At the beginning of the Colorado legislative session, there was a lot of cheerful chatter about bipartisanship. A fine idea in the abstract.
But if Democrats want to be the party of the working class majority, they need to be aggressive economic populists and not make nice with the Republicans.
“Raise a ruckus,” Robert Reich — economist and leader of Common Cause — told Colorado Democrats. He stressed that economic insecurity is widespread and unemployment stays high. He noted that “median household incomes continue to drop (adjusted for inflation) and that 95 percent of all the economic gains since the recovery started have gone to the top 1 percent.”
Government has to step in to help.
“Businesses won’t create new jobs without enough customers,” he said. “But most Americans no longer have enough purchasing power to fuel that job growth.”
He urged them to support a living wage, a major jobs program to rebuild the crumbling infrastructure and unions for low-wage workers. “More basically,” he stressed, “we need a national movement for better jobs and wages — a movement to reverse the widening inequality that’s destroying our economy and undermining our democracy.” That’s good advice. Colorado Republicans have used hot-button social issues like guns to divide working people. In a low-turnout election, they successfully recalled two Democratic state senators who supported popular moderate gun control measures. As a result, the Democrats have only a oneseat majority in the state Senate.
The anti-gun control forces are particularly vigorous and militant. If economic justice advocates had a similarly intense core of activists, we could transform our state. Labor unions are the major force for economic justice, but they are relatively weak in Colorado. With limited resources, they are cautious. They put a lot of money and energy into elections. The balance of power between Democrats and Republicans in Colorado has been close for many years. This is an important factor because the Republicans are consistent enemies of unions and working people in general, while the Democrats support boosting the minimum wage, increasing health coverage and investing more in infrastructure and education.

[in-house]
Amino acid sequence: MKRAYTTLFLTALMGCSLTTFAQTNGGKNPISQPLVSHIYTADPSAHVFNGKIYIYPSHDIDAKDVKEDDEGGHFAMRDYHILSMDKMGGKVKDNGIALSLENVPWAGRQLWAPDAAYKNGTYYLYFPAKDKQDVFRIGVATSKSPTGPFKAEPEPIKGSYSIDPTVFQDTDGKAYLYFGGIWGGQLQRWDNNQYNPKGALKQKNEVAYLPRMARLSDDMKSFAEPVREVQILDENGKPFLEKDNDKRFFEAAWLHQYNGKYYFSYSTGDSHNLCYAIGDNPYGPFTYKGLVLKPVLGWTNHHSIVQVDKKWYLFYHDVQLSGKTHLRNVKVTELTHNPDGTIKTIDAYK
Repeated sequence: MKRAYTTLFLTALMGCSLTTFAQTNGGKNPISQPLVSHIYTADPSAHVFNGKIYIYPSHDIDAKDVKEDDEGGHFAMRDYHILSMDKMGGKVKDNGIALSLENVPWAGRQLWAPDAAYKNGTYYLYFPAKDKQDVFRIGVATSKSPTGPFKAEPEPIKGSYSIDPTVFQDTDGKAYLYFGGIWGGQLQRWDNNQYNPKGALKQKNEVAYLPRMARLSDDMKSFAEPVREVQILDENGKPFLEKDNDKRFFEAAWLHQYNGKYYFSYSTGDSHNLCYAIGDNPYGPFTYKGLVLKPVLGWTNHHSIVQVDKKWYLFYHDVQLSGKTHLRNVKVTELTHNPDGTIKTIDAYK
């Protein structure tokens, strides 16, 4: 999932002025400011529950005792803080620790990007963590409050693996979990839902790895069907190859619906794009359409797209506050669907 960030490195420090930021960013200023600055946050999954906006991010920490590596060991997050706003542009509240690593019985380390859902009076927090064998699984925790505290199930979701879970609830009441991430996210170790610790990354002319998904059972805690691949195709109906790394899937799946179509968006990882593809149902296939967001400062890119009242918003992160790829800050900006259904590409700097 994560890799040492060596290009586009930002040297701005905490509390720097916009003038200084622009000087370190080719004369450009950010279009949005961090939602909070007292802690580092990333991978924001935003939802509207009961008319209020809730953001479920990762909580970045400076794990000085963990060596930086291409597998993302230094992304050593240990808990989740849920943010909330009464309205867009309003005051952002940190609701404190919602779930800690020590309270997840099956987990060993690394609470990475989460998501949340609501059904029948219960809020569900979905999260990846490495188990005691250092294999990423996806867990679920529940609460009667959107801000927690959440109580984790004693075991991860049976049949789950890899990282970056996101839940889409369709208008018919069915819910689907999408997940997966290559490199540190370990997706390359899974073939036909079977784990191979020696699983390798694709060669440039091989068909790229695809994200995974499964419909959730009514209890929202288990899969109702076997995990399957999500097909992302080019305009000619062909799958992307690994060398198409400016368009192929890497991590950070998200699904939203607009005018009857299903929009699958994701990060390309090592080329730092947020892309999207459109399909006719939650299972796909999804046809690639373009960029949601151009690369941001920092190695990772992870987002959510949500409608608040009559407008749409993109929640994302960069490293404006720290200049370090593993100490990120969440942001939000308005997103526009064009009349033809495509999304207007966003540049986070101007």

There are disagreements among Democrats on economic issues such as Wall Street reform, foreign trade agreements, the future of public schools, the role of unions, the privatization of government services and the willingness to cut social programs like Social Security and Medicare. During the 2012 presidential campaign, Cory Booker — a rising Democratic star — revealed a division that shocked many. On Meet the Press, he said the Obama re-election campaign’s attacks on Mitt Romney and Bain Capital were “nauseating.” He declared,“Enough is enough! Stop attacking private equity.” (He was supposed to be representing Obama on the program).
As mayor of the impoverished city of Newark, N.J., Booker recruited financial support from the corporate elite. Booker supported vouchers for private schools and ending teacher tenure. His education programs received $100 million from Facebook founder Mark Zuckerberg. He was elected to the U.S. Senate last October and is favored by Wall Street/Silicon Valley Democratic tycoons. Conservative columnist George Will praised Booker’s public policy agenda, noting it was crafted in right-wing think tanks. Not surprisingly, Will also is enthusiastic about John Hickenlooper.
Last December, Obama delivered a major speech saying income inequality is “the defining challenge of our time.” The day before, an op-ed appeared in the Wall Street Journal by leaders of Third Way, a Wall Street-funded Democratic Party think tank that has been pushing for cuts in Social Security, Medicare and Medicaid for some time. They said the “economic populism” of Sen. Elizabeth Warren and New York Mayor-elect Bill De Blasio is a “dead end” for Democrats.
This provoked a storm of protest by Democrats across the country. Warren’s scathing criticism of the banks has excited many, and there is grassroots pressure to get her to run for president.
A few co-chairs of Third Way disassociated themselves from the article.
Rep. Allyson Schwartz of Pennsylvania said the attack was “outrageous.”
Rep. Jared Polis, also a co-chair of the group, responded, “I like Elizabeth Warren. I like Third Way. I hope they can learn to get along better.”
But this isn’t about a clash of personalities — it’s about what direction the Democratic Party and the nation is going to go.
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